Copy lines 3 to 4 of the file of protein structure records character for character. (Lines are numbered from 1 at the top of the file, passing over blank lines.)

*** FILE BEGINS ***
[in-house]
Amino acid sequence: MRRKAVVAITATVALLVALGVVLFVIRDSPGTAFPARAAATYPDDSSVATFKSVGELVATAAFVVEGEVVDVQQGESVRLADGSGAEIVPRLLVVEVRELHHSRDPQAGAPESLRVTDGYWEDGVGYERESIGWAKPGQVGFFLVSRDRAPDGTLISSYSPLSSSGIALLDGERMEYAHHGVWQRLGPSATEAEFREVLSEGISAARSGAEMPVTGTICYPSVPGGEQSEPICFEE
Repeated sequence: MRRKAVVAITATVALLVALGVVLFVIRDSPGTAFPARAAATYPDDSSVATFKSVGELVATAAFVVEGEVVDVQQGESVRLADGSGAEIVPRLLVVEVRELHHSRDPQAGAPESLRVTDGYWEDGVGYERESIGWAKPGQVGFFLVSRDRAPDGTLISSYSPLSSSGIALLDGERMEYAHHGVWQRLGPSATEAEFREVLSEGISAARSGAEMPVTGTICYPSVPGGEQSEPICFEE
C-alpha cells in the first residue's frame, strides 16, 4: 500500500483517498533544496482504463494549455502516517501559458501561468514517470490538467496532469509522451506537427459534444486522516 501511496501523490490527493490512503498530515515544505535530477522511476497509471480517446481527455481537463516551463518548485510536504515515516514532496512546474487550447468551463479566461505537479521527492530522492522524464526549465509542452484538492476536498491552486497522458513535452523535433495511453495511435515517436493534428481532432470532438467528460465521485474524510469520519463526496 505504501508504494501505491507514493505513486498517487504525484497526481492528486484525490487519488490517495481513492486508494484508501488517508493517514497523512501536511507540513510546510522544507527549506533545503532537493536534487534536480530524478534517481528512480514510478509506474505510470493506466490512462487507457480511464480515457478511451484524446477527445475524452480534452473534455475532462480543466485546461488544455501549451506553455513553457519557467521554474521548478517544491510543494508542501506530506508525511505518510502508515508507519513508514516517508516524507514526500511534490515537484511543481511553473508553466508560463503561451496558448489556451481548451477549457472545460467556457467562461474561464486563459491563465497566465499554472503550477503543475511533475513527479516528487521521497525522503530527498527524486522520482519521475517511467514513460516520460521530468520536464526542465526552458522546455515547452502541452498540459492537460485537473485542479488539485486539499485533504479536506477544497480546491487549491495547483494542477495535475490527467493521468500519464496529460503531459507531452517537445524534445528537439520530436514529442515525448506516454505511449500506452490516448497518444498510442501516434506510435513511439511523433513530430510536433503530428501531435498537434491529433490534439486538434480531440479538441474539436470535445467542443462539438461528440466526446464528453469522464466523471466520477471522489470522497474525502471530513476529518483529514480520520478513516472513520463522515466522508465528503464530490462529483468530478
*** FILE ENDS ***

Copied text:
Repeated sequence: MRRKAVVAITATVALLVALGVVLFVIRDSPGTAFPARAAATYPDDSSVATFKSVGELVATAAFVVEGEVVDVQQGESVRLADGSGAEIVPRLLVVEVRELHHSRDPQAGAPESLRVTDGYWEDGVGYERESIGWAKPGQVGFFLVSRDRAPDGTLISSYSPLSSSGIALLDGERMEYAHHGVWQRLGPSATEAEFREVLSEGISAARSGAEMPVTGTICYPSVPGGEQSEPICFEE
C-alpha cells in the first residue's frame, strides 16, 4: 500500500483517498533544496482504463494549455502516517501559458501561468514517470490538467496532469509522451506537427459534444486522516 501511496501523490490527493490512503498530515515544505535530477522511476497509471480517446481527455481537463516551463518548485510536504515515516514532496512546474487550447468551463479566461505537479521527492530522492522524464526549465509542452484538492476536498491552486497522458513535452523535433495511453495511435515517436493534428481532432470532438467528460465521485474524510469520519463526496 505504501508504494501505491507514493505513486498517487504525484497526481492528486484525490487519488490517495481513492486508494484508501488517508493517514497523512501536511507540513510546510522544507527549506533545503532537493536534487534536480530524478534517481528512480514510478509506474505510470493506466490512462487507457480511464480515457478511451484524446477527445475524452480534452473534455475532462480543466485546461488544455501549451506553455513553457519557467521554474521548478517544491510543494508542501506530506508525511505518510502508515508507519513508514516517508516524507514526500511534490515537484511543481511553473508553466508560463503561451496558448489556451481548451477549457472545460467556457467562461474561464486563459491563465497566465499554472503550477503543475511533475513527479516528487521521497525522503530527498527524486522520482519521475517511467514513460516520460521530468520536464526542465526552458522546455515547452502541452498540459492537460485537473485542479488539485486539499485533504479536506477544497480546491487549491495547483494542477495535475490527467493521468500519464496529460503531459507531452517537445524534445528537439520530436514529442515525448506516454505511449500506452490516448497518444498510442501516434506510435513511439511523433513530430510536433503530428501531435498537434491529433490534439486538434480531440479538441474539436470535445467542443462539438461528440466526446464528453469522464466523471466520477471522489470522497474525502471530513476529518483529514480520520478513516472513520463522515466522508465528503464530490462529483468530478